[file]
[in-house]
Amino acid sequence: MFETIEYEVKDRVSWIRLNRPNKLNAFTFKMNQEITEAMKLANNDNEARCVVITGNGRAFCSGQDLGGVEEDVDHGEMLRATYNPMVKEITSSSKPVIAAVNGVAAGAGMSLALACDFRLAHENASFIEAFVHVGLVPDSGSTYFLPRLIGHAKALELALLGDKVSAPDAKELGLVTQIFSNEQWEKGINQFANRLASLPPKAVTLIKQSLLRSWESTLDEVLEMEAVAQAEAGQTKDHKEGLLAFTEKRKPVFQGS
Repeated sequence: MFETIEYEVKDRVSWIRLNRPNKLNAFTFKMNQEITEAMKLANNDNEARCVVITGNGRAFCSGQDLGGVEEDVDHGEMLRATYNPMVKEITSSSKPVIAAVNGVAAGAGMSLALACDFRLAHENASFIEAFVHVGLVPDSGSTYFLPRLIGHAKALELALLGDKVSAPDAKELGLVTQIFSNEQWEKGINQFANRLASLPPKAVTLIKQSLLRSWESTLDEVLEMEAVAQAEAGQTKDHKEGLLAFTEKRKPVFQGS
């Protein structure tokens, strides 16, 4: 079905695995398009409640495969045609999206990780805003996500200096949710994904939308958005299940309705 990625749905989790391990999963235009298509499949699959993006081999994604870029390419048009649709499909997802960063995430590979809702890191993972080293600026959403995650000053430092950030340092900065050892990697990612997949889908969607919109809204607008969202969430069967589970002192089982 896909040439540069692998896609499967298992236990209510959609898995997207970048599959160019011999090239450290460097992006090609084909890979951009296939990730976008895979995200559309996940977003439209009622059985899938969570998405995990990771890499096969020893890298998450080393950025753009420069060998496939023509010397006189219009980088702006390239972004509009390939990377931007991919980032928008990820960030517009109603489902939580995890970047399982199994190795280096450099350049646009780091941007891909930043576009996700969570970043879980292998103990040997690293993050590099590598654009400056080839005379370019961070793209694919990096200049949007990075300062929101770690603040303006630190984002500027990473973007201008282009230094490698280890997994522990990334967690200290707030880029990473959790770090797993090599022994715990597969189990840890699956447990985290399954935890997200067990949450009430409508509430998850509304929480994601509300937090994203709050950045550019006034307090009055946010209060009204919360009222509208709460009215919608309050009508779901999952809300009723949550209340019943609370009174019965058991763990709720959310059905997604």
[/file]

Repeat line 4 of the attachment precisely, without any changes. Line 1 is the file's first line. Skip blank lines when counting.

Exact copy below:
């Protein structure tokens, strides 16, 4: 079905695995398009409640495969045609999206990780805003996500200096949710994904939308958005299940309705 990625749905989790391990999963235009298509499949699959993006081999994604870029390419048009649709499909997802960063995430590979809702890191993972080293600026959403995650000053430092950030340092900065050892990697990612997949889908969607919109809204607008969202969430069967589970002192089982 896909040439540069692998896609499967298992236990209510959609898995997207970048599959160019011999090239450290460097992006090609084909890979951009296939990730976008895979995200559309996940977003439209009622059985899938969570998405995990990771890499096969020893890298998450080393950025753009420069060998496939023509010397006189219009980088702006390239972004509009390939990377931007991919980032928008990820960030517009109603489902939580995890970047399982199994190795280096450099350049646009780091941007891909930043576009996700969570970043879980292998103990040997690293993050590099590598654009400056080839005379370019961070793209694919990096200049949007990075300062929101770690603040303006630190984002500027990473973007201008282009230094490698280890997994522990990334967690200290707030880029990473959790770090797993090599022994715990597969189990840890699956447990985290399954935890997200067990949450009430409508509430998850509304929480994601509300937090994203709050950045550019006034307090009055946010209060009204919360009222509208709460009215919608309050009508779901999952809300009723949550209340019943609370009174019965058991763990709720959310059905997604």